Systematic review found that every 30 min/week of moderate to vigorous supervised aerobic exercise training in people with type 2 diabetes significantly reduced HbA1c, with the greatest reduction seen with 100 min/week.

Type 2 diabetes is a global public health concern, with increasing incidence and financial burden. Improving glycaemic control (measured by glycated haemoglobin, HbA1c) reduces risks of microvascular complications and cardiovascular disease events. Previous systematic reviews indicated aerobic exercise improves glycaemic control, but the optimum dose of exercise was unknown. This systematic review aimed to estimate the dose-dependent effects of supervised aerobic exercise training of 12 weeks or longer compared to no intervention or usual activity (control group) on levels of HbA1c in people with type 2 diabetes.

Guided by a prospectively registered protocol, sensitive searches of three databases (including PubMed, Scopus and Web of Science) and citation tracking were performed to identify randomised controlled trials evaluating supervised aerobic training. The participants were people with type 2 diabetes aged 18 years and older. The intervention was supervised aerobic exercise training of any intensity, modality, frequency and session duration in a program for 12 weeks or longer. Trials were excluded that implemented combined aerobic and resistance exercise training or had an active control group (e.g. resistance training). The primary outcome was change in HbA1c (%). In addition to reporting HbA1c, included trials needed to report the duration and intensity of the aerobic training for the intervention group. Two reviewers independently selected trials, extracted data and evaluated trial quality. Disagreements were resolved through discussion or arbitration by a third reviewer. Trial quality was assessed using the Cochrane risk of bias tool. Certainty of the evidence was evaluated using the Grading of Recommendations Assessment, Development and Evaluation (GRADE) approach. Dose-response meta-analysis was used to calculate the mean between-group difference and 95% confidence interval (CI) to illustrate the dose-dependent effect of duration (min/week) of supervised aerobic exercise on HbA1c. Pre-defined subgroup analyses were based on baseline weight and health status, exercise modality and intensity, intervention duration, presence of dietary co-intervention, and risk of bias assessment.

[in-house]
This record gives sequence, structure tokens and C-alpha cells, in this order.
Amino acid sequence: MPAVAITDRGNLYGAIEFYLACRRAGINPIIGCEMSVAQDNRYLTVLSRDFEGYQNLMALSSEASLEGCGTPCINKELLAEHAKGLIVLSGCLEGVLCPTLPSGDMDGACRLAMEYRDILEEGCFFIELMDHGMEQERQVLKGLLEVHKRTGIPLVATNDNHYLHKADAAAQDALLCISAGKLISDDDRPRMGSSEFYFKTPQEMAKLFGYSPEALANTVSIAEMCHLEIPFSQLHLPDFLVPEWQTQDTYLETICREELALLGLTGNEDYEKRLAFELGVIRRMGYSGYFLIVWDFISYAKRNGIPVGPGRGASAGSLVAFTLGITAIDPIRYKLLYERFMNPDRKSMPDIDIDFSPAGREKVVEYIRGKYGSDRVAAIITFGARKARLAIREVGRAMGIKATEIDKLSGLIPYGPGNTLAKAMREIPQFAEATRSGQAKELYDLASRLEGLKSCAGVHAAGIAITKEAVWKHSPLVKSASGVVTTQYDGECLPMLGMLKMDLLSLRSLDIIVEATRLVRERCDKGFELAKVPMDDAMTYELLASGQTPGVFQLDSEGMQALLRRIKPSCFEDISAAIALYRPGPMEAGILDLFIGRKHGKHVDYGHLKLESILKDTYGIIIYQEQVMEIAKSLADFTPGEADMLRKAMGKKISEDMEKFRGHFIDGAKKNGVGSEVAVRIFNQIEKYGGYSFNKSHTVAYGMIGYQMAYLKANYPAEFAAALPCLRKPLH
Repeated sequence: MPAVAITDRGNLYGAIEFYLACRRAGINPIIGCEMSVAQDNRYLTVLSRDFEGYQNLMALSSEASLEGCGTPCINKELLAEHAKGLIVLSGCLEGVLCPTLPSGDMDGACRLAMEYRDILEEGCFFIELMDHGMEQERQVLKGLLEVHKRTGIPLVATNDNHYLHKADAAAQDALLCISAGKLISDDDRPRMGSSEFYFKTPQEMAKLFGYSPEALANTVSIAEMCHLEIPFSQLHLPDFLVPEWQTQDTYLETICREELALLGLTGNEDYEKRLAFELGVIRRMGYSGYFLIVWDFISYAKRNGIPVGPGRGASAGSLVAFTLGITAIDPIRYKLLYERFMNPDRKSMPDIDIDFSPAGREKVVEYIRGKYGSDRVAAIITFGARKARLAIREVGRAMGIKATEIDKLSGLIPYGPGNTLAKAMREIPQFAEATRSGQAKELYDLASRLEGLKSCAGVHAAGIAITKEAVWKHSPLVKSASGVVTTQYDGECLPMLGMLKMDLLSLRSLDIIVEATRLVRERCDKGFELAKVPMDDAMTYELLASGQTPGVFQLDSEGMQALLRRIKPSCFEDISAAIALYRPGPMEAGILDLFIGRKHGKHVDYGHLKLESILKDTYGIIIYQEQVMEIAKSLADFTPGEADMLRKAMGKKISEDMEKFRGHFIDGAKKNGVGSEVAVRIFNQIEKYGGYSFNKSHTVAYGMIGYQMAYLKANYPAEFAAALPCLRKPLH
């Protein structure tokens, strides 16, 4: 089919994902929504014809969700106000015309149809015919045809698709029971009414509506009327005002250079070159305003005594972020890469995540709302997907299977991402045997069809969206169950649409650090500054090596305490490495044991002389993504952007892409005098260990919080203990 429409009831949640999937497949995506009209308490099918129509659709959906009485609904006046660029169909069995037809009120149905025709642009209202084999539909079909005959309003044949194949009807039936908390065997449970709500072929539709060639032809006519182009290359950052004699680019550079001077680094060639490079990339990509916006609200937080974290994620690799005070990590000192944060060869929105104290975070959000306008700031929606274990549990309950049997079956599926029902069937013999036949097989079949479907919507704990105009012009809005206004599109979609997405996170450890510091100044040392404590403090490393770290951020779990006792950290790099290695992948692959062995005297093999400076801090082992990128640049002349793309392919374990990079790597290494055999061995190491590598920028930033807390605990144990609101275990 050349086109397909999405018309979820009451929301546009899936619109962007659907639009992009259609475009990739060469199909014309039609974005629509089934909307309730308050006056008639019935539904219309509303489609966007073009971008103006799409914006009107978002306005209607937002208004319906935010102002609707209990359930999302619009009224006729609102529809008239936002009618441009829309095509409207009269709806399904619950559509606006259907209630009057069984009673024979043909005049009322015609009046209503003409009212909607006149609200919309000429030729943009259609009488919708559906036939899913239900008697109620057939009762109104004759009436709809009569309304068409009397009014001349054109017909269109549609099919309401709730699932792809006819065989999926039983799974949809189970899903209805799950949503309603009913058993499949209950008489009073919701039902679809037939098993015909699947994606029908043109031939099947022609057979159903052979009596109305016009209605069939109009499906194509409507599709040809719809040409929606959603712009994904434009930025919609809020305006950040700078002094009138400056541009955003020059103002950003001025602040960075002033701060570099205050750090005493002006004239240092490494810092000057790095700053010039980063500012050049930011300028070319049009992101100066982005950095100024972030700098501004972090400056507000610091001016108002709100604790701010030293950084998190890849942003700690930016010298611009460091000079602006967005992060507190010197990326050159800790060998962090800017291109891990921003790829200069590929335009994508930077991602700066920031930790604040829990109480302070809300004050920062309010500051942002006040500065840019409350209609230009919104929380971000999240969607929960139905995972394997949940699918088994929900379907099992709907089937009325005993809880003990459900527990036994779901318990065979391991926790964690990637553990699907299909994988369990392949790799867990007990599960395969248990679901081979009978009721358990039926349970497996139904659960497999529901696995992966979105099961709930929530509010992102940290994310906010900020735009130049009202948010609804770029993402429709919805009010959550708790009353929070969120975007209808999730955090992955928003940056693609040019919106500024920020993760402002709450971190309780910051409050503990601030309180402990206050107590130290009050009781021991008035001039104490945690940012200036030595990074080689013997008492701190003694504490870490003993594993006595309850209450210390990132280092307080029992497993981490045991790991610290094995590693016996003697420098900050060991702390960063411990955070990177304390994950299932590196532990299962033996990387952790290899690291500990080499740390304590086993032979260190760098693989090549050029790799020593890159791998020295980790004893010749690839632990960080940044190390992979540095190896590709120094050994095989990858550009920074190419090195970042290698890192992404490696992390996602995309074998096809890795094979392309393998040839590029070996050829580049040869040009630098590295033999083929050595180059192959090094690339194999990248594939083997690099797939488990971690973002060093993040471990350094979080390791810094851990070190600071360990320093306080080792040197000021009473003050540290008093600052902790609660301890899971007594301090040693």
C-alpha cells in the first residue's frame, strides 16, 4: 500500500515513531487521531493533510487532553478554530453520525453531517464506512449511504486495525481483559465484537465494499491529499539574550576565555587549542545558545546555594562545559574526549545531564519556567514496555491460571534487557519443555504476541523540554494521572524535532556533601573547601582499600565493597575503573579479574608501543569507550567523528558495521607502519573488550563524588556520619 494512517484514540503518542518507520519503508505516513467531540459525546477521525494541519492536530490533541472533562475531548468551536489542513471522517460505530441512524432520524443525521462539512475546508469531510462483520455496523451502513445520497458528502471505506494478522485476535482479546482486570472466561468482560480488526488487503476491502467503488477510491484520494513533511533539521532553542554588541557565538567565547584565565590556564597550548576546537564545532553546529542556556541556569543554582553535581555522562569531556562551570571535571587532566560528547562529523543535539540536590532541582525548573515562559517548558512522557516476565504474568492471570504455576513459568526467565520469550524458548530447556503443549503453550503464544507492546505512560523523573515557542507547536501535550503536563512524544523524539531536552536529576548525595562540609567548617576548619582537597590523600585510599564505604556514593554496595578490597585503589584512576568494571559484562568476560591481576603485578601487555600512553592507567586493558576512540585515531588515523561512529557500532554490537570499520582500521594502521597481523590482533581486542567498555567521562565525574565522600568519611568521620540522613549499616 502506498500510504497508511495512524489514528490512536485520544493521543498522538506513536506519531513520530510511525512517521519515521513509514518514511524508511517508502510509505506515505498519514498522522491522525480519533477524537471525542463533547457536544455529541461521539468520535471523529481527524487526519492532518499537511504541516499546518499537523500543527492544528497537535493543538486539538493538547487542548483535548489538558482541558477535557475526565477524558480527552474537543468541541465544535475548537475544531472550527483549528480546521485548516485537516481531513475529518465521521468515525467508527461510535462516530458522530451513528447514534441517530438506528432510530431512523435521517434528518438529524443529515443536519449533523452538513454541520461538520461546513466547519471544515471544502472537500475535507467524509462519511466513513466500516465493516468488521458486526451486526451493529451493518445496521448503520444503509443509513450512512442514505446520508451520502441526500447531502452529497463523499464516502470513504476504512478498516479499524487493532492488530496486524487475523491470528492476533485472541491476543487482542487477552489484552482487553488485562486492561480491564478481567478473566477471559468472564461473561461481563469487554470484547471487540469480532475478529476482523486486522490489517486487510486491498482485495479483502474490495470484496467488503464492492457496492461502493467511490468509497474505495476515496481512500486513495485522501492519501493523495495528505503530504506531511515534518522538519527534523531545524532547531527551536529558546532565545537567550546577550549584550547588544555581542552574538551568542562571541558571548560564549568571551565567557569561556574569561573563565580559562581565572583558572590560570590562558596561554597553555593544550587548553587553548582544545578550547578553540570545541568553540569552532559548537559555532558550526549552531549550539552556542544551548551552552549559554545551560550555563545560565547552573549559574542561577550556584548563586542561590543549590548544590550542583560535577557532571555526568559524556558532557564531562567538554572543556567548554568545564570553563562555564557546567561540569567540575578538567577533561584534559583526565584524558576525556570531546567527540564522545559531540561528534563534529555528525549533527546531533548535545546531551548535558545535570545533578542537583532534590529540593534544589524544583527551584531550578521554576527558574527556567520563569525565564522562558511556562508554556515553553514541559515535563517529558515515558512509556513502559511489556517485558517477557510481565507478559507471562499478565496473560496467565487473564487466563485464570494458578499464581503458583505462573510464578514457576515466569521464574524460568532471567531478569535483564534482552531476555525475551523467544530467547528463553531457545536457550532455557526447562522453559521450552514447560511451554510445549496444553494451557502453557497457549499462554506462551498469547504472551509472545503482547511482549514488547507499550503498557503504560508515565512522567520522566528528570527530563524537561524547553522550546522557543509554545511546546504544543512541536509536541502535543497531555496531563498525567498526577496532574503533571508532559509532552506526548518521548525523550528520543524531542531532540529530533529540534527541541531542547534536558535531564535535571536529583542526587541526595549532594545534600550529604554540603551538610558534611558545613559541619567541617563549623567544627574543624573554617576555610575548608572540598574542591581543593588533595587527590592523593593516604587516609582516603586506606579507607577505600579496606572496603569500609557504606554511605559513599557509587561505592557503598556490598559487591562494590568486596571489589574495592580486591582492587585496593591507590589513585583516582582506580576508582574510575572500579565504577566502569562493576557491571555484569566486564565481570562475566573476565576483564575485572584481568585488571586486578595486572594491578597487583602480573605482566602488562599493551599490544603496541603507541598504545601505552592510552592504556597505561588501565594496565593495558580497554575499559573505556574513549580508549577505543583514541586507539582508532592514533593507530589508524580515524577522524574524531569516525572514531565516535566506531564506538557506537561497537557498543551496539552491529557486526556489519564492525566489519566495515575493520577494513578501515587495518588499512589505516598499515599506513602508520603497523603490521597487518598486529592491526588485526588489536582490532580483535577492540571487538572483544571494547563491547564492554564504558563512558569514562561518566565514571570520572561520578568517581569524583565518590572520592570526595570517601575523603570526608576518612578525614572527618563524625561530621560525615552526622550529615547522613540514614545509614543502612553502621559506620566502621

Twenty-six trials (1,253 participants) published between 1994 and 2020 were included in this review. The trials were conducted in North and South America, Europe, Africa, Asia and Oceania. Nineteen trials included men and women, five included women only and two included men only. Participants were a mix of weight ranges (normal weight, overweight and obese) and varied incidence of comorbidities or diabetic complications. Intervention duration ranged from 12 to 52 weeks. Frequency of supervised aerobic exercise training was 1-4 sessions/week. Twelve trials implemented a moderate intensity aerobic exercise training program, 10 trials a moderate-to-vigorous intensity program, and four trials a vigorous intensity program. All trials implemented continuous aerobic exercise, except for one study which implemented high-intensity interval training. Fourteen trials implemented a non-progressive aerobic exercise program and the other 12 trials progressed training in terms of frequency, intensity or duration.

Each 30 min/week supervised aerobic exercise reduced HbA1c by -0.22 percentage point (95% CI -0.29 to -0.15; 26 trials; 1253 participants; strong certainty). The subgroup analyses produced similar results for the baseline participant characteristics, program design and risk of bias. Levels of HbA1c decreased proportionally with an increase in the duration of supervised aerobic exercise training up to 140 min/week (MD: -0.88 percentage point, 95% CI -1.22 to -0.53), though the continued improvements after 100 min/week were trivial.

Every 30 min/week supervised moderate-to-vigorous intensity aerobic exercise training reduced HbA1c by 0.22 percentage point. The greatest reduction was seen at 140 min/week, however durations above 100 min/week do not further decrease HbA1c. The certainty of the evidence was rated strong based on the GRADE approach.

Jayedi A, Emadi A, Shab-Bidar S. Dose-dependent effect of supervised aerobic exercise on hba1c in patients with type 2 diabetes: a meta-analysis of randomized controlled trials. Sports Medicine 2022 Apr 1:Epub ahead of print.

Read more on PEDro.

Sign up to the PEDro Newsletter to receive the latest news